# High voltage power lines - clarification of energy loss

I've been having a bit of trouble understanding the high-voltage power lines. If I was sending power from $$A \rightarrow B$$, we have:

Ohm's law $$V = IR$$

Power lost in the form of heat $$P = I^2 R$$

Power delivered to $$B$$ is $$P = VI$$

But using Ohm's law on the power lost formula, we get $$P = V I$$ also.

Does this mean that the total amount of power $$A$$ loses is $$P_A = 2 VI$$, and the total amount of power delivered to $$B$$ is just $$P_B = VI$$? Will transferring energy always result in half of it being lost?

The difficulty is that there are three voltages involved.
The voltage at the power station end $V_S$, the total voltage drop across the cables $V_L$ and the voltage at the consumer end $V_C$.

The voltages are related as follows.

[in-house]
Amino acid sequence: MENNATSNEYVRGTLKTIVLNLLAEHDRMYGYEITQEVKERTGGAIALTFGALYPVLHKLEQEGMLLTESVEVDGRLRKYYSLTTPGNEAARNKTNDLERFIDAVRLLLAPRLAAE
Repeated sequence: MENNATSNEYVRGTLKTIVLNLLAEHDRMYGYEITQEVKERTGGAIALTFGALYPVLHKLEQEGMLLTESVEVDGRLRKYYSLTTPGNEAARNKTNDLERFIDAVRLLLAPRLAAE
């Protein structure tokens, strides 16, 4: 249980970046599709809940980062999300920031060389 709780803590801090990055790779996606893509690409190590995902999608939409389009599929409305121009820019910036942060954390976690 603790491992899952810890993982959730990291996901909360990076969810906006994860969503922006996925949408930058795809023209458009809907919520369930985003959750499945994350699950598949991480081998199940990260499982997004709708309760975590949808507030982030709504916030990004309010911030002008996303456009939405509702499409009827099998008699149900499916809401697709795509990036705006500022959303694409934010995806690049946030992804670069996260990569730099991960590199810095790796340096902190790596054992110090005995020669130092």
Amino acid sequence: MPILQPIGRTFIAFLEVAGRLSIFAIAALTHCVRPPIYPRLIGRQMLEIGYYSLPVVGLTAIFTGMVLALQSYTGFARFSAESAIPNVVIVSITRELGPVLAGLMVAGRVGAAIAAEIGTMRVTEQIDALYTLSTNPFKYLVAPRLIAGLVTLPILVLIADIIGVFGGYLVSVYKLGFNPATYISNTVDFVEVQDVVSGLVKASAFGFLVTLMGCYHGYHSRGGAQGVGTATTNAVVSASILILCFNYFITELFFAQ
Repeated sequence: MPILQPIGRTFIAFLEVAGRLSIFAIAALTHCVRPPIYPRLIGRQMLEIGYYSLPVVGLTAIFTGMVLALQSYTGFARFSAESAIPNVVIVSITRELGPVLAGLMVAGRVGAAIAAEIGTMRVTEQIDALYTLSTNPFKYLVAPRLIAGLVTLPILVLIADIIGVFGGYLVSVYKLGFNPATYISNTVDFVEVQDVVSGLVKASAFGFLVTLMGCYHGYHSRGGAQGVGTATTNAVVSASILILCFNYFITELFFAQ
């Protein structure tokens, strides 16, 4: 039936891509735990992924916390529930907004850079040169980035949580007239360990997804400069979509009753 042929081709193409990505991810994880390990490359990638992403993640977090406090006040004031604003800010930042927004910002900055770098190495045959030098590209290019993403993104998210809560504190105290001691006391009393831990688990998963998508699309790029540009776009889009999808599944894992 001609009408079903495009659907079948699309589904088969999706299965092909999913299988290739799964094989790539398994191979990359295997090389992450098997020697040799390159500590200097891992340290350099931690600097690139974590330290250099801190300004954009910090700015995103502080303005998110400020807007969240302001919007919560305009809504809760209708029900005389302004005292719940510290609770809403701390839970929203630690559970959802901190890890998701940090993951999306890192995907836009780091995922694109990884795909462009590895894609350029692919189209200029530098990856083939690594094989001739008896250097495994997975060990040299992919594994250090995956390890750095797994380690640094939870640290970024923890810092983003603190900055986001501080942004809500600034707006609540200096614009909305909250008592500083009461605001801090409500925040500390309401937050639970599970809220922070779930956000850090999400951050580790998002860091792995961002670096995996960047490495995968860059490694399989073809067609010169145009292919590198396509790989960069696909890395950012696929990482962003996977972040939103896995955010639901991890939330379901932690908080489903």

$V_S=V_L+V_C$

So you have power supplied by power station is equal to the power lost in the transmission cables plus the power used by the customer.

$V_SI = V_L I+ V_CI$

So the power loss in the cables is $V_LI = RI\cdot I = I^2R$ where $R$ is the total resistance of the transmitting cables.

The reason for transmitting the power at high voltage is that then the current through the cables $I$ is less and so the ohmic loss $I^2R$ in the cables is considerably smaller.

• I completely forgot about the voltage drop from the power loss. That's perfect - thank you very much. Apr 8, 2016 at 12:33
• It is important to remember that the current is the same everywhere and that we cannot think of using V^2/R since it does not make sense . There is no single V but 3 Vs as stated above. May 29, 2021 at 10:54